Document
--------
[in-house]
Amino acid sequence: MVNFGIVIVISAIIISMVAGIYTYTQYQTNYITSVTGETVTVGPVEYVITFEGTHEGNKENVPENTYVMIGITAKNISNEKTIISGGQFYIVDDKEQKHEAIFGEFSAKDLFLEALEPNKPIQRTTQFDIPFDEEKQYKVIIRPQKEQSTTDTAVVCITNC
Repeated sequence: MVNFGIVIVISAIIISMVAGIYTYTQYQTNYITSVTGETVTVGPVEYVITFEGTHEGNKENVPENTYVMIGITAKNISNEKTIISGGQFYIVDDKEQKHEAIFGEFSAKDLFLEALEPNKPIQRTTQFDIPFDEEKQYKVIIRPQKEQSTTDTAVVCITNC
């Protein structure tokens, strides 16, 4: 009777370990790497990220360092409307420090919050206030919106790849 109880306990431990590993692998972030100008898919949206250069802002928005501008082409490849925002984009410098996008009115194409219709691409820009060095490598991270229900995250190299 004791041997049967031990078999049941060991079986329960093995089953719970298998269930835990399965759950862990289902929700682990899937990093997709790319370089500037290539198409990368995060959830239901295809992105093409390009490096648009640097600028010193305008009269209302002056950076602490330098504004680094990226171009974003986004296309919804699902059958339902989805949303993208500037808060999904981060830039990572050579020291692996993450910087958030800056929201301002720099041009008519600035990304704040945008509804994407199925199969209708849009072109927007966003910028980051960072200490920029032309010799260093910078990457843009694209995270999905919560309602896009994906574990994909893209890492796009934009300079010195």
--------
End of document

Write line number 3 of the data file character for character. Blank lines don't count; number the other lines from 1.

Repeated sequence: MVNFGIVIVISAIIISMVAGIYTYTQYQTNYITSVTGETVTVGPVEYVITFEGTHEGNKENVPENTYVMIGITAKNISNEKTIISGGQFYIVDDKEQKHEAIFGEFSAKDLFLEALEPNKPIQRTTQFDIPFDEEKQYKVIIRPQKEQSTTDTAVVCITNC